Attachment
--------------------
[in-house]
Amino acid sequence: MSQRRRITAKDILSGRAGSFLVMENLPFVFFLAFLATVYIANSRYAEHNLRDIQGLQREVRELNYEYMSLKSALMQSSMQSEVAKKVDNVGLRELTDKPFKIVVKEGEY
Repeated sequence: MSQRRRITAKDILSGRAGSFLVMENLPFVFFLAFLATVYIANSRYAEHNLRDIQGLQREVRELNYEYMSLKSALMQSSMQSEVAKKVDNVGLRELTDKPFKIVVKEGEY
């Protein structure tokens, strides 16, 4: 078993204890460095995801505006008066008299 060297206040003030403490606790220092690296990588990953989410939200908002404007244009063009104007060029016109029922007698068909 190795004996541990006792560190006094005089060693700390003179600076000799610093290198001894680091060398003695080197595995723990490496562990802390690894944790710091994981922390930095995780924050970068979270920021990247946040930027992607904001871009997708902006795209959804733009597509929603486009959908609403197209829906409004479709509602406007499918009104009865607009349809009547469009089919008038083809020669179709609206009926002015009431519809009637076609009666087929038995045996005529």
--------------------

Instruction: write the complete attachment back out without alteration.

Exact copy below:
[in-house]
Amino acid sequence: MSQRRRITAKDILSGRAGSFLVMENLPFVFFLAFLATVYIANSRYAEHNLRDIQGLQREVRELNYEYMSLKSALMQSSMQSEVAKKVDNVGLRELTDKPFKIVVKEGEY
Repeated sequence: MSQRRRITAKDILSGRAGSFLVMENLPFVFFLAFLATVYIANSRYAEHNLRDIQGLQREVRELNYEYMSLKSALMQSSMQSEVAKKVDNVGLRELTDKPFKIVVKEGEY
């Protein structure tokens, strides 16, 4: 078993204890460095995801505006008066008299 060297206040003030403490606790220092690296990588990953989410939200908002404007244009063009104007060029016109029922007698068909 190795004996541990006792560190006094005089060693700390003179600076000799610093290198001894680091060398003695080197595995723990490496562990802390690894944790710091994981922390930095995780924050970068979270920021990247946040930027992607904001871009997708902006795209959804733009597509929603486009959908609403197209829906409004479709509602406007499918009104009865607009349809009547469009089919008038083809020669179709609206009926002015009431519809009637076609009666087929038995045996005529």